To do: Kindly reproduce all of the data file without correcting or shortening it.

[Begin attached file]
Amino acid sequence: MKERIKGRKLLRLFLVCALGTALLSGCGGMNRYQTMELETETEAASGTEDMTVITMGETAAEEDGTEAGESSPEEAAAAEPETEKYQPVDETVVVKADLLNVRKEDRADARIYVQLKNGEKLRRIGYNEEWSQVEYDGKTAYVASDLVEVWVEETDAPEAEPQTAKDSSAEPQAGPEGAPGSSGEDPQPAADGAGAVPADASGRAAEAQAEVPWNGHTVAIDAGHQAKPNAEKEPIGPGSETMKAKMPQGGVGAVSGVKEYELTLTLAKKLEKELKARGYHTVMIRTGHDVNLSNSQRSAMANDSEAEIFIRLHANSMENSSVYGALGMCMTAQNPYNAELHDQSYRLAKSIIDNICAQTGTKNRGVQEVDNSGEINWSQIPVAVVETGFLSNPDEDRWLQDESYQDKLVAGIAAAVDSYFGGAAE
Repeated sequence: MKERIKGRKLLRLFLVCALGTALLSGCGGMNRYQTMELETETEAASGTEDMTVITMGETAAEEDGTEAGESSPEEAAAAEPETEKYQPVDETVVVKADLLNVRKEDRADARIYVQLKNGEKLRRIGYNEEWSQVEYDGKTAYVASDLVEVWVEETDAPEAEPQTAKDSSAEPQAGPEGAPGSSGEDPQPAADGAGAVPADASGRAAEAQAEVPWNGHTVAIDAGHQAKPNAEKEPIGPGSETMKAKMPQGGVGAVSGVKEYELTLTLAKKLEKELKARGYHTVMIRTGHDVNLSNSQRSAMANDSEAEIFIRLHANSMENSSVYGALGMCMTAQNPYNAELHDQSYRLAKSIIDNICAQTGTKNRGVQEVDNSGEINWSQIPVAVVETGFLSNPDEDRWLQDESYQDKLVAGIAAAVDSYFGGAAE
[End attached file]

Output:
Amino acid sequence: MKERIKGRKLLRLFLVCALGTALLSGCGGMNRYQTMELETETEAASGTEDMTVITMGETAAEEDGTEAGESSPEEAAAAEPETEKYQPVDETVVVKADLLNVRKEDRADARIYVQLKNGEKLRRIGYNEEWSQVEYDGKTAYVASDLVEVWVEETDAPEAEPQTAKDSSAEPQAGPEGAPGSSGEDPQPAADGAGAVPADASGRAAEAQAEVPWNGHTVAIDAGHQAKPNAEKEPIGPGSETMKAKMPQGGVGAVSGVKEYELTLTLAKKLEKELKARGYHTVMIRTGHDVNLSNSQRSAMANDSEAEIFIRLHANSMENSSVYGALGMCMTAQNPYNAELHDQSYRLAKSIIDNICAQTGTKNRGVQEVDNSGEINWSQIPVAVVETGFLSNPDEDRWLQDESYQDKLVAGIAAAVDSYFGGAAE
Repeated sequence: MKERIKGRKLLRLFLVCALGTALLSGCGGMNRYQTMELETETEAASGTEDMTVITMGETAAEEDGTEAGESSPEEAAAAEPETEKYQPVDETVVVKADLLNVRKEDRADARIYVQLKNGEKLRRIGYNEEWSQVEYDGKTAYVASDLVEVWVEETDAPEAEPQTAKDSSAEPQAGPEGAPGSSGEDPQPAADGAGAVPADASGRAAEAQAEVPWNGHTVAIDAGHQAKPNAEKEPIGPGSETMKAKMPQGGVGAVSGVKEYELTLTLAKKLEKELKARGYHTVMIRTGHDVNLSNSQRSAMANDSEAEIFIRLHANSMENSSVYGALGMCMTAQNPYNAELHDQSYRLAKSIIDNICAQTGTKNRGVQEVDNSGEINWSQIPVAVVETGFLSNPDEDRWLQDESYQDKLVAGIAAAVDSYFGGAAE